Although not rising to the level of either of their previous production albums or their live record, Daft Punk's version of a remix album is far better than most of its ilk. But first off, agreeing to remix Daft Punk counts as an act of high hubris for most producers; the duo is responsible for some of the most innovative productions ("Musique," "Revolution 909," "Aerodynamic") and remixes ("Mothership Reconnection," "Disco Cubism," "Chord Memory") of recent years. But fresh blood is always intriguing, and the acts hired out to post-produce for 2001's Discovery LP were widely varied and highly talented. Basement Jaxx's version of "Phoenix" (the only track originally taken from Daft Punk's debut album) is a mostly successful translation of DP-style robot disco into Basement Jaxx's vision of sensual house. And although few of the other big names tapped turn in tracks that meet or exceed expectations, the gaps are filled in nicely by lesser-known French upstarts like Jess & Crabbe and Cosmo Vitelli as well as mainstream house mastermind Boris Dlugosch, whose "Digital Love" wisely changes very little of the original. © John Bush /TiVo
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Dance - Released November 14, 2003 | Daft Life Ltd. - ADA France

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Dance - Released November 1, 2007 | Daft Life Ltd. - ADA France

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Dance - Released April 11, 1997 | Daft Life Ltd. - ADA France

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Dance - Released March 20, 2005 | Daft Life Ltd. - ADA France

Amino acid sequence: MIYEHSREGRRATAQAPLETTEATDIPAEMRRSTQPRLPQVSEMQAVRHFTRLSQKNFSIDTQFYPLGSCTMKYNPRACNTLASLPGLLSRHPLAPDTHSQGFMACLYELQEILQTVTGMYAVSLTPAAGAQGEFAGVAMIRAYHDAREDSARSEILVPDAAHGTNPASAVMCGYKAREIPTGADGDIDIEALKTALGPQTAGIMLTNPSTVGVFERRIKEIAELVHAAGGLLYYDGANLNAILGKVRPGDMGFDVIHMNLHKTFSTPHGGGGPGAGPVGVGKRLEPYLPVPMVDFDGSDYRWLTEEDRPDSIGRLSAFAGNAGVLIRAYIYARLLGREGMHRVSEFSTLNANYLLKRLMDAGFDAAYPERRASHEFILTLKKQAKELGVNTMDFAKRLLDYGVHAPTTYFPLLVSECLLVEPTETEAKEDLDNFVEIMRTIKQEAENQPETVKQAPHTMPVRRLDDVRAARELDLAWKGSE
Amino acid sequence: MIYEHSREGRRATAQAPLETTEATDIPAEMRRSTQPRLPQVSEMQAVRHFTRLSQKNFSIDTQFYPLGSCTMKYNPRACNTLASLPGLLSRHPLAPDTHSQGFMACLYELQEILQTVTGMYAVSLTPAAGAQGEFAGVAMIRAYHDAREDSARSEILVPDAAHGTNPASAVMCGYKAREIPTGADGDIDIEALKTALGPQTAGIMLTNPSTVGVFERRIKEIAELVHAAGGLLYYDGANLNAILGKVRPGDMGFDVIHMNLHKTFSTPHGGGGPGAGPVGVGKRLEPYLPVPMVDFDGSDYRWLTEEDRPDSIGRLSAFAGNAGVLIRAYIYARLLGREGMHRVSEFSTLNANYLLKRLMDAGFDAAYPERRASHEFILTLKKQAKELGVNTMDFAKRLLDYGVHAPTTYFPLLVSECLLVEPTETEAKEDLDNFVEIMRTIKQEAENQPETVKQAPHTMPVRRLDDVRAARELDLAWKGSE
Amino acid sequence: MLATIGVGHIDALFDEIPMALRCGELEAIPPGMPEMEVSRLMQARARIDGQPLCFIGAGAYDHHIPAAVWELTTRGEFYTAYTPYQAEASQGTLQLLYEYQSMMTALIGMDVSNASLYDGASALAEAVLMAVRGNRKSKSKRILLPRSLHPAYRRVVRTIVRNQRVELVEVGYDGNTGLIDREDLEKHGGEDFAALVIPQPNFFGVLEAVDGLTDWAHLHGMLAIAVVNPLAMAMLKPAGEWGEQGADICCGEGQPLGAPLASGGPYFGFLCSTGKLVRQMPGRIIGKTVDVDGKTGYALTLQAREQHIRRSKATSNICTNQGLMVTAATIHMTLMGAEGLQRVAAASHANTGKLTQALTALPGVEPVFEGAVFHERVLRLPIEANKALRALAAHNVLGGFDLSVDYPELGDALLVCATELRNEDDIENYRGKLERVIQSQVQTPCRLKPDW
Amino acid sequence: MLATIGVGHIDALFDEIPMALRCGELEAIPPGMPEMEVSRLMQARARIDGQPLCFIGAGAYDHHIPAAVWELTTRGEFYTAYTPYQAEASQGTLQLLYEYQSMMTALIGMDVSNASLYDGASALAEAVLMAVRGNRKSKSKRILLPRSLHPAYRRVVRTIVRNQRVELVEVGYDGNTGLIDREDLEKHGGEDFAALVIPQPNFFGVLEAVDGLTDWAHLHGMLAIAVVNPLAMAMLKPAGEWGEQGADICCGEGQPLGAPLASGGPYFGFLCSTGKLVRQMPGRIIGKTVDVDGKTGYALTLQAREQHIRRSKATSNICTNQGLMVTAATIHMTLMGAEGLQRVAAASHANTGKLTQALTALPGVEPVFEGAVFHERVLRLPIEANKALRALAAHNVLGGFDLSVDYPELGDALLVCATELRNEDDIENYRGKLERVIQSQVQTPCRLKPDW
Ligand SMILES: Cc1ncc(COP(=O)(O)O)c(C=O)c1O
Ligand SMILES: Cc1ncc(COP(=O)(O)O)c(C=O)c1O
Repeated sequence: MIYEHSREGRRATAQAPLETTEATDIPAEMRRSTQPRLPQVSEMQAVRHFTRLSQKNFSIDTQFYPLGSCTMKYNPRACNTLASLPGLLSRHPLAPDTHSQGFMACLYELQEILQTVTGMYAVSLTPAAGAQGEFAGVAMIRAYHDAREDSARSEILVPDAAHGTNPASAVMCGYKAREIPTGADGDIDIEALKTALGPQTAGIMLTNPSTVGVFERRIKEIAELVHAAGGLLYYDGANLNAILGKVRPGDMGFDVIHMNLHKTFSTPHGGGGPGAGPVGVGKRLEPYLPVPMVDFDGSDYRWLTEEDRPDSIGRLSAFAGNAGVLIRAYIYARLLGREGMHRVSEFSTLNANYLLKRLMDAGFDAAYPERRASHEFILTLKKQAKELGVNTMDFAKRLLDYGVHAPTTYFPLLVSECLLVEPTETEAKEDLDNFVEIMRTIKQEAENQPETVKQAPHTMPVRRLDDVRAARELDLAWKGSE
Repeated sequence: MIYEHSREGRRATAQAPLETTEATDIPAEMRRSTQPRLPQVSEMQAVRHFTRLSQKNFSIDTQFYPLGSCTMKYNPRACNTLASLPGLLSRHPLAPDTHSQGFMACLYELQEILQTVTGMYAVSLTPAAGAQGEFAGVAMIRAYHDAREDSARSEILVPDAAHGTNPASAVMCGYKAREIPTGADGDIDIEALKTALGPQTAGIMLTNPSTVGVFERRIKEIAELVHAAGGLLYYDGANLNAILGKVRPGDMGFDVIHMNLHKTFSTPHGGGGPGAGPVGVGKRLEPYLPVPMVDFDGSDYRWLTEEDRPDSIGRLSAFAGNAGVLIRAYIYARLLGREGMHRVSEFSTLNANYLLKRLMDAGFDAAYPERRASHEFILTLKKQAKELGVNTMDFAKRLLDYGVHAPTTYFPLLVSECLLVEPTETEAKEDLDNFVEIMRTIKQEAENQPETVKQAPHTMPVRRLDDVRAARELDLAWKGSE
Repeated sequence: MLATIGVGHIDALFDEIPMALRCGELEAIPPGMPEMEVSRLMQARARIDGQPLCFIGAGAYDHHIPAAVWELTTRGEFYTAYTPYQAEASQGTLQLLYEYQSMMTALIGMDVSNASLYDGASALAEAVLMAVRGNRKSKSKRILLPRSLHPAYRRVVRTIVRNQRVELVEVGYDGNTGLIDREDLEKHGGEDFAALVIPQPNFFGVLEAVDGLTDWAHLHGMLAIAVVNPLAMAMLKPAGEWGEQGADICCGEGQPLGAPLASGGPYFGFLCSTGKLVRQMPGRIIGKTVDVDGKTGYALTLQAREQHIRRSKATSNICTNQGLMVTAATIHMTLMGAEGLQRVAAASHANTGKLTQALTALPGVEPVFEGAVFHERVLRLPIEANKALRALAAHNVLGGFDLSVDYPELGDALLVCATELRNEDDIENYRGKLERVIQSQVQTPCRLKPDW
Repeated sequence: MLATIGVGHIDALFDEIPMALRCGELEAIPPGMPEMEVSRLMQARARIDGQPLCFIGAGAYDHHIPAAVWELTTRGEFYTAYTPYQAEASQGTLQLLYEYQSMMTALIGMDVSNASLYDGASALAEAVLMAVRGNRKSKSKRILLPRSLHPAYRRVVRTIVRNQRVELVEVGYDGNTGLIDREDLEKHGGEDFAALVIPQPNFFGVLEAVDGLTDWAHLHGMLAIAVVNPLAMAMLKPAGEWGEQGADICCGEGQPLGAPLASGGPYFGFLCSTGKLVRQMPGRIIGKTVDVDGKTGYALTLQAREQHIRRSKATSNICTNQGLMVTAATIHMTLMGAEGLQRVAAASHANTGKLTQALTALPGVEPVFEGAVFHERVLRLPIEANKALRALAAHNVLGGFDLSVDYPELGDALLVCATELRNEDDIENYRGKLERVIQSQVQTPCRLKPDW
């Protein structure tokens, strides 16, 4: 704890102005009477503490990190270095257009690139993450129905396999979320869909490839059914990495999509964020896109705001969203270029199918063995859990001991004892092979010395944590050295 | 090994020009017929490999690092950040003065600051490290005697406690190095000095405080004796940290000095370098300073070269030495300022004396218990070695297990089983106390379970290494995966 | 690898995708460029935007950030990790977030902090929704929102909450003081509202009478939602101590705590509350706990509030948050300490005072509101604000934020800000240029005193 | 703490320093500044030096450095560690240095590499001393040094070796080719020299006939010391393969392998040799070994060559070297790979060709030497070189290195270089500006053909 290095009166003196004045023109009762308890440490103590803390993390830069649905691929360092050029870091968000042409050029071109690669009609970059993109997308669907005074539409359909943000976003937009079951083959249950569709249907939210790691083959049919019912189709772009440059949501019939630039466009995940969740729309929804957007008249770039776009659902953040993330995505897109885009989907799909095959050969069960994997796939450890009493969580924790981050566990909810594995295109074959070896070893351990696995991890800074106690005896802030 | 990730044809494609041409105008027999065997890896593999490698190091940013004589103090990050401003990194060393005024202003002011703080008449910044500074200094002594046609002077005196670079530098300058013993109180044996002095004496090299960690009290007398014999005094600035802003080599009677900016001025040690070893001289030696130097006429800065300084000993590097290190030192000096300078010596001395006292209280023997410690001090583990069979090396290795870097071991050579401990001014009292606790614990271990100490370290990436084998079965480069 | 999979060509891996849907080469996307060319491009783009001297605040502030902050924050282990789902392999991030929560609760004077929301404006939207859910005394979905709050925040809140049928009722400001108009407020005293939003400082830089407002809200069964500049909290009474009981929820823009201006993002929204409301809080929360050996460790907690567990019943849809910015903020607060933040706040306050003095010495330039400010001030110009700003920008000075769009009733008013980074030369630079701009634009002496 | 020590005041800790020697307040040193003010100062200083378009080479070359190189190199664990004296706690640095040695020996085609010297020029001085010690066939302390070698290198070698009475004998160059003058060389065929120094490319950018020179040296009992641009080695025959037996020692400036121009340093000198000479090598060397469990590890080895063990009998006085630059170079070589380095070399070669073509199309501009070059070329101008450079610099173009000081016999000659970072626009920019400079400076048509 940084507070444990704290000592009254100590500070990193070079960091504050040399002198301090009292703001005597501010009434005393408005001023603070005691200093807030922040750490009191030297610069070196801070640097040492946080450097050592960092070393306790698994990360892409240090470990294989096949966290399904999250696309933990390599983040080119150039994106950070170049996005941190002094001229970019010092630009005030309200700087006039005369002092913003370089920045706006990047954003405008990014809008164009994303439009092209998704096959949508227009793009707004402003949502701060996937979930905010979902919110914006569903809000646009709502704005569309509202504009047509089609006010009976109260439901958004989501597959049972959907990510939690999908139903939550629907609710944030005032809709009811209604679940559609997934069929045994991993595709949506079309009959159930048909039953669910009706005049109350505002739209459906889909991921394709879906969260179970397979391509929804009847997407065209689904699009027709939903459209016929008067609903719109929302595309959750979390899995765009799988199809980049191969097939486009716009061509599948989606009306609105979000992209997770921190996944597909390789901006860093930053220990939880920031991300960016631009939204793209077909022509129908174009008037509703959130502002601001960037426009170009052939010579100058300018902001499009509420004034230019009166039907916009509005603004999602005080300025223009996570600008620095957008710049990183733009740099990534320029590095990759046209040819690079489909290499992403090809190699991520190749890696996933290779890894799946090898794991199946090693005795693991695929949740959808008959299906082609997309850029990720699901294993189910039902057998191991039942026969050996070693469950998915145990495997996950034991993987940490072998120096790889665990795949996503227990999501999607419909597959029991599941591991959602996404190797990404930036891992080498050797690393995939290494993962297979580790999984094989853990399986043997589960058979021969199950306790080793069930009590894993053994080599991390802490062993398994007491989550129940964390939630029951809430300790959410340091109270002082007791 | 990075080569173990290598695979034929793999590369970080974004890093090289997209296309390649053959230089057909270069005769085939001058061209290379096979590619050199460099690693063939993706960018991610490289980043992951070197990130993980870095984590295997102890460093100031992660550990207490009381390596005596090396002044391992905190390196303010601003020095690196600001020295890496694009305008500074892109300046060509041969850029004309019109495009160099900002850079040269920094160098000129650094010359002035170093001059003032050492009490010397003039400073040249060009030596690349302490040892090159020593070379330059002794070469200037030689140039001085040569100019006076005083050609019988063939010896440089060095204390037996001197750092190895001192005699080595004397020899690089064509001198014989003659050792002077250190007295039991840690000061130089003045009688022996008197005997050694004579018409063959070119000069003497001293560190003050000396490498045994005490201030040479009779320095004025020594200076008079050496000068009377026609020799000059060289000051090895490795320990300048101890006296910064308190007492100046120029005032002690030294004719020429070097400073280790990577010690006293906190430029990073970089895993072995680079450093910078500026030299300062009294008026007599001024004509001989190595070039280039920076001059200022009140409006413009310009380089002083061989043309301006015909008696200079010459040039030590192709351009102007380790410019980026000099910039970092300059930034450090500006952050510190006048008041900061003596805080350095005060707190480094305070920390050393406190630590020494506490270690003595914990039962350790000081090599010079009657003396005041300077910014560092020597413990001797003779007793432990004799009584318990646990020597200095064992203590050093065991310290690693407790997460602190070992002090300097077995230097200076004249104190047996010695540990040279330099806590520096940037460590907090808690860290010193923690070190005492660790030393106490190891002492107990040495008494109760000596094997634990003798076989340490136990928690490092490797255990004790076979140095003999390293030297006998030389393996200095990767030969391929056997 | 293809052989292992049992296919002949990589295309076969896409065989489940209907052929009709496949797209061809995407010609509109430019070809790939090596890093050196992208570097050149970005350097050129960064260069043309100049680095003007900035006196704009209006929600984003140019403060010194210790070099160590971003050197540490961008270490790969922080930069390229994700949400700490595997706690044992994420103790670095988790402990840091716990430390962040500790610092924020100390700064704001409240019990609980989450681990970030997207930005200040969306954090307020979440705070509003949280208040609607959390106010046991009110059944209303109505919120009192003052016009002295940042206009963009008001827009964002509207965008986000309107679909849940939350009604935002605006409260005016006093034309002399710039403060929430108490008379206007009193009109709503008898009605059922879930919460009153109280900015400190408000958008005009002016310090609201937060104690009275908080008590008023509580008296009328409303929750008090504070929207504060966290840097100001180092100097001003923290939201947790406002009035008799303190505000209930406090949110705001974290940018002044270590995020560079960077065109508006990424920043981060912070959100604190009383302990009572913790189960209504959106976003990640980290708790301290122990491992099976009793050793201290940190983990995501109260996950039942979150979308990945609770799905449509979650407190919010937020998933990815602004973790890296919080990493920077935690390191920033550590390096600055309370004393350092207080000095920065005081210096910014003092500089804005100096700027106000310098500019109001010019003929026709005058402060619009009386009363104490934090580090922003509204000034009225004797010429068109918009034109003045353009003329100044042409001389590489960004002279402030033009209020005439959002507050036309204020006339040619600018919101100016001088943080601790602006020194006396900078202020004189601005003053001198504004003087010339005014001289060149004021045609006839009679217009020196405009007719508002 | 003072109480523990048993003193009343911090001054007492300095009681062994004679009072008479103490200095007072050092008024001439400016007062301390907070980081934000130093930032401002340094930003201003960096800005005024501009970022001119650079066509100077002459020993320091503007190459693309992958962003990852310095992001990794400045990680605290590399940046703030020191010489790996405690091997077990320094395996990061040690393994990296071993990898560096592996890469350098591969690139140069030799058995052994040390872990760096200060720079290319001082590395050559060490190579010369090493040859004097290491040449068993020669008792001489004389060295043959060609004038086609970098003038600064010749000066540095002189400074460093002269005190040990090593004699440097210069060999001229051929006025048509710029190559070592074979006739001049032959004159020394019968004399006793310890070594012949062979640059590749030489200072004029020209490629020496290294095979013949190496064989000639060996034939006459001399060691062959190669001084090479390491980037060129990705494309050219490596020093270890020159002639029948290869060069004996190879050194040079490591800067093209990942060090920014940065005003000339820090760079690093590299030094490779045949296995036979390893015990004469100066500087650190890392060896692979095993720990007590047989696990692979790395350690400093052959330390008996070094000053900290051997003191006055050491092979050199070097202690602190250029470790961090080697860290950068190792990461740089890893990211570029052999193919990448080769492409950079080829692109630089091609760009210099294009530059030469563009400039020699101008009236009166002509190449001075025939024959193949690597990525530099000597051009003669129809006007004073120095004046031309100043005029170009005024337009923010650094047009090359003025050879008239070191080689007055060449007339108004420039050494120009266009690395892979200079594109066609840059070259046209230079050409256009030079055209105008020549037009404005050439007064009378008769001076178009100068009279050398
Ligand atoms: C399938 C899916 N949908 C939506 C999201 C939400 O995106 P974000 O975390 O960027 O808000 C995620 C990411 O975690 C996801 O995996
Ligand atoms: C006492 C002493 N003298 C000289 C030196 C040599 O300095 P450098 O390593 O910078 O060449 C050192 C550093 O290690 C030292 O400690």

Booklet
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Film Soundtracks - Released December 7, 2010 | Walt Disney Records

Made in 3D, Tron: Legacy is the sequel to Tron which was released 28 years earlier and produced by Disney. While The Grid matches the film's very first sequence with the cavernous voice of Jeff Bridges (who appeared in the first film), the other pieces on the record are purely instrumental. Performed by the legendary London Symphony Orchestra, but also with synthesizers, the score of the helmeted French duo Daft Punk is a kind of electro opera that blends darkness and sheer scope. Dancefloor fans will still find something to their taste thanks to Derezzed and End of Line, two tracks that play in the scene set in Castor's nightclub. To mark ten years since the release of this sci-fi film set in the world of video games, Daft Punk have unveiled a collector's version of their soundtrack which comes embellished with nine unreleased tracks, including Castor and Reflections. Finally, it's worth recalling that the famous duo make a brief appearance in the film as nightclub DJs. ©Nicolas Magenham/Qobuz
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Dance - Released October 19, 2001 | Daft Life Ltd. - ADA France

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Dance - Released December 8, 2000 | Daft Life Ltd. - ADA France

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Dance - Released April 21, 2006 | Daft Life Ltd. - ADA France

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Dance - Released January 1, 2002 | Daft Life Ltd. - ADA France

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Dance - Released January 21, 2005 | Daft Life Ltd. - ADA France

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Daft Punk in the magazine
  • Daft Punk, No Future
    Daft Punk, No Future Their last studio album was released in 2013 and many were waiting for their comeback. But Thomas Bangalter and Guy-Manuel de Homem-Christo decided otherwise, putting an unexpected end to the Daft ...
  • Parcels: Five Man Explosion
    Parcels: Five Man Explosion An interview with Daft Punk’s Australian protégés following the release of their first album which blends seventies Pop, Funk and soft Rock.